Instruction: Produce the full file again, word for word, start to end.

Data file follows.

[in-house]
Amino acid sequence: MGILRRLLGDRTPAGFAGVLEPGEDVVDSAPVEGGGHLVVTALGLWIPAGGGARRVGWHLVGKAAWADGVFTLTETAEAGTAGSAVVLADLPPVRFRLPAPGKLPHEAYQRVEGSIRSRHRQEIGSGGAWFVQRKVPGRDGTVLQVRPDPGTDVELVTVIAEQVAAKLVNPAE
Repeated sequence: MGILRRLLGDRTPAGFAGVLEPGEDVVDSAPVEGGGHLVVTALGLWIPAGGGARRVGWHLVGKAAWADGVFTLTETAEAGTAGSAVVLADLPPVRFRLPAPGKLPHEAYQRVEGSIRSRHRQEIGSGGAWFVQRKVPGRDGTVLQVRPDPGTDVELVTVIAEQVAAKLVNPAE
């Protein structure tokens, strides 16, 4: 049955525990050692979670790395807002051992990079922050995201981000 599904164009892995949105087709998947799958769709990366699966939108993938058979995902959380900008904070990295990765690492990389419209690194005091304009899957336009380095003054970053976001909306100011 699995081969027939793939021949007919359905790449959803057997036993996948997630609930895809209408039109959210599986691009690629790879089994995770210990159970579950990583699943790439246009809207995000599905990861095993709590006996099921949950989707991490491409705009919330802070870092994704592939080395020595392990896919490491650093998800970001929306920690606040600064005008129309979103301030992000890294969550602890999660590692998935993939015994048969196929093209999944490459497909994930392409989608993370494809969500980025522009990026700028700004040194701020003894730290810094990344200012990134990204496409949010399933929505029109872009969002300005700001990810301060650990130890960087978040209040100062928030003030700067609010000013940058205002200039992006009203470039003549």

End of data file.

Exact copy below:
[in-house]
Amino acid sequence: MGILRRLLGDRTPAGFAGVLEPGEDVVDSAPVEGGGHLVVTALGLWIPAGGGARRVGWHLVGKAAWADGVFTLTETAEAGTAGSAVVLADLPPVRFRLPAPGKLPHEAYQRVEGSIRSRHRQEIGSGGAWFVQRKVPGRDGTVLQVRPDPGTDVELVTVIAEQVAAKLVNPAE
Repeated sequence: MGILRRLLGDRTPAGFAGVLEPGEDVVDSAPVEGGGHLVVTALGLWIPAGGGARRVGWHLVGKAAWADGVFTLTETAEAGTAGSAVVLADLPPVRFRLPAPGKLPHEAYQRVEGSIRSRHRQEIGSGGAWFVQRKVPGRDGTVLQVRPDPGTDVELVTVIAEQVAAKLVNPAE
């Protein structure tokens, strides 16, 4: 049955525990050692979670790395807002051992990079922050995201981000 599904164009892995949105087709998947799958769709990366699966939108993938058979995902959380900008904070990295990765690492990389419209690194005091304009899957336009380095003054970053976001909306100011 699995081969027939793939021949007919359905790449959803057997036993996948997630609930895809209408039109959210599986691009690629790879089994995770210990159970579950990583699943790439246009809207995000599905990861095993709590006996099921949950989707991490491409705009919330802070870092994704592939080395020595392990896919490491650093998800970001929306920690606040600064005008129309979103301030992000890294969550602890999660590692998935993939015994048969196929093209999944490459497909994930392409989608993370494809969500980025522009990026700028700004040194701020003894730290810094990344200012990134990204496409949010399933929505029109872009969002300005700001990810301060650990130890960087978040209040100062928030003030700067609010000013940058205002200039992006009203470039003549």